I understand the visual appeal of a log home and agree that Fontanel is striking.  But we shouldn’t try to place a cloak of environmental benevolence over what is ultimately a matter of personal aesthetics, especially when false flag arguments often befuddle the public.  When the story of the Minnesota tree selection trip was being told, far more of the tour members were nodding in appreciation of the effort than were rolling their eyes at the absurdity of the story being told.  In fact, I may have been alone in the latter group.

Does that mean that outsized rural homes are always an environmental disaster?  Not necessarily.  I’m generally fine with people who’ve had personal success being able to spend their money where they wish as long as they pay as many of the true costs as possible and don’t leave a lot of external costs for the rest of us to cover.

With regard to Fontanel, those costs would start with the difference between the pump cost and the true cost of gasoline, including all environmental and geopolitical impacts and estimated by others at perhaps $8, for every gallon used hauling trees from Minnesota and for conveying family, construction workers, maintenance staff, and guests to the rural setting.

I can’t begin to estimate those costs, other than being certain that the tab would be huge, perhaps big enough to encourage folks with large chunks of disposable income to acquire elegant penthouse condos in the city, with enough room for lots of memorabilia, and to build relationships with nearby restaurants for those occasions when entertaining a hundred good friends is necessary.

It’s been four years and I still cringe when I think of my afternoon in the Tennessee woods.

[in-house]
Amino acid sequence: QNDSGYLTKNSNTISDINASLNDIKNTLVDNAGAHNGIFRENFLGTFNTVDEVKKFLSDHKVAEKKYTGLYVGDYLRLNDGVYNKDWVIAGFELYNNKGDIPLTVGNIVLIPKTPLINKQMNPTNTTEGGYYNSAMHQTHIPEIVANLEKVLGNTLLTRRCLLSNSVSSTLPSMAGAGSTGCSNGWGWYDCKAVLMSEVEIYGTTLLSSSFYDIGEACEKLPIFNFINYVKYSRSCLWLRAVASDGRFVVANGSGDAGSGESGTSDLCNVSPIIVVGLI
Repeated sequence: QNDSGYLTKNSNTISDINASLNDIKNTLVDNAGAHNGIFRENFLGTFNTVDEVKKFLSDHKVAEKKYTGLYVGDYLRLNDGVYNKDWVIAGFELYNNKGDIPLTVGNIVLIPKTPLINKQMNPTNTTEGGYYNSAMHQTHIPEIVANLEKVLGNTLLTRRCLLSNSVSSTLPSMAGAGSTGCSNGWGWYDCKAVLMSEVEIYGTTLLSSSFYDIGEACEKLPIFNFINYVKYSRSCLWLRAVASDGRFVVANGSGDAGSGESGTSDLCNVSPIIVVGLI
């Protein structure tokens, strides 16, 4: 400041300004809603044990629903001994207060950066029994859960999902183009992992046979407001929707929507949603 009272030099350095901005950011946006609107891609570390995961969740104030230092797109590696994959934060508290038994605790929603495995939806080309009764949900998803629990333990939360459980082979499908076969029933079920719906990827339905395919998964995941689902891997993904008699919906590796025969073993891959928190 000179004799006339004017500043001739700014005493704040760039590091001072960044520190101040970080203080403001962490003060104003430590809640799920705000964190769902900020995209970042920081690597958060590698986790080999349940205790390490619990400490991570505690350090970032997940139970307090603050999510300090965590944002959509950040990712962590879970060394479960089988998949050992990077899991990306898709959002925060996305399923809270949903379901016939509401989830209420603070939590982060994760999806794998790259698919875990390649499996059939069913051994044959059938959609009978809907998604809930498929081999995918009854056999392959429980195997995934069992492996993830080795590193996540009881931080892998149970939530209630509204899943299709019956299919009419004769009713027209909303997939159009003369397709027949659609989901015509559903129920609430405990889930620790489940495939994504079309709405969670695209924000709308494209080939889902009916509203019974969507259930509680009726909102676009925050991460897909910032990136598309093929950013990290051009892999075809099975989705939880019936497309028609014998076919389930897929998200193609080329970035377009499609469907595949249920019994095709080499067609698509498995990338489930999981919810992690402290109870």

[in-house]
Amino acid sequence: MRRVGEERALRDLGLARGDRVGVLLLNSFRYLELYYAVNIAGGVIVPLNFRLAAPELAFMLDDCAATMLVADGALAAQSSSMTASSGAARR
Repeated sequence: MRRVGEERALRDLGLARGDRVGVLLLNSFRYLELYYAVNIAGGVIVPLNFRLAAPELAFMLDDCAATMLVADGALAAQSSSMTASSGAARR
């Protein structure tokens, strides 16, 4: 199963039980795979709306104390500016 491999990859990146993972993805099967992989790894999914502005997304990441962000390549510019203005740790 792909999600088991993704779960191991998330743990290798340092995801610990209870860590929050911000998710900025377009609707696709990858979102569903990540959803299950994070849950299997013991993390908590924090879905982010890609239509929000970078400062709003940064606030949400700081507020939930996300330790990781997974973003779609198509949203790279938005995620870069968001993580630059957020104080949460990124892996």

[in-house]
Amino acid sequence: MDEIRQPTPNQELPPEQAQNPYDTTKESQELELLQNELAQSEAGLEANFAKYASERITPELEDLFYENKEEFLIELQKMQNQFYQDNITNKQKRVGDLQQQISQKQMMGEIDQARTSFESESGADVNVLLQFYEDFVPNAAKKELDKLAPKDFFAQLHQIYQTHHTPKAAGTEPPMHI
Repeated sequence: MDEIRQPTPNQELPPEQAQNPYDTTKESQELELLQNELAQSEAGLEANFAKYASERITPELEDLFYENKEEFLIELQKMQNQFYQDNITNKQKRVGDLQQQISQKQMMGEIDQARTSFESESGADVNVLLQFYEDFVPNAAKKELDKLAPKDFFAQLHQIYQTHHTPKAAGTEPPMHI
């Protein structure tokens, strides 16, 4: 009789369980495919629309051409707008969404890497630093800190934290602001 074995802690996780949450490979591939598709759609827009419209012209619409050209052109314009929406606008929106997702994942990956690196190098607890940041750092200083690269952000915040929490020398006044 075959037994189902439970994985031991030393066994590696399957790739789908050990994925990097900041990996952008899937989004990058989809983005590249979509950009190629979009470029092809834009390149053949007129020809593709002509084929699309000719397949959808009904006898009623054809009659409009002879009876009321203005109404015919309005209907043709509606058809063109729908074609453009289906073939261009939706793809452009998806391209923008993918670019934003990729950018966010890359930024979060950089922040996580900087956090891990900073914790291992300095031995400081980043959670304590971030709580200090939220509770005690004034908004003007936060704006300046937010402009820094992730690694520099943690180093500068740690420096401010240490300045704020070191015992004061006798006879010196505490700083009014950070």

I’ve long been thinking of a post on urban murals.  A Petaluma project soon to be implemented has motivated me to move the idea to the top of my list.  I’ll tackle murals in my next post.

As always, your questions or comments will be appreciated.  Please comment below or email me.  And thanks for reading. - Dave Alden (


  1. Actually, the cost of over consumption has no price. There is only one earth and the resources are finite. We should not use more than we need regardless of whether we can afford to pay for it and it's estimated impacts. Ultimately, it means someone else will go without.

  2. I agree with William. Our world and environment are in too much of a mess to let people with big money do whatever they want.

    1. Bill and Lori, thanks for the comments. Philosophically, I understand and generally agree with your point. But how do you implement your vision?

      Do you cease all use of petroleum fuels and bring civilization to a halt? Obviously not, at least in the short term.

      Do you impose rationing and try to limit the secondary (black) market? It's the more planned economy/socialist remedy, but could quickly become messy and even unlawful.

      Or do you bump the price of gasoline until demand is brought down to an acceptable level, with the bump coming in the form of taxes to address the environmental and geopolitical costs of petroleum and perhaps also, although not mentioned above, an extraction control tax (a save-some-for-future-generations tax)? Paired with stronger drilling limits (why are there drilling rigs in the Arctic?), it would be the tidiest solution to implement. Yes, the rich would be able to secure more gasoline transportation, but they can already buy bigger houses, nicer cars, and better artwork. Although if you want to discuss reducing income inequality, that would also be fine. In a different blog.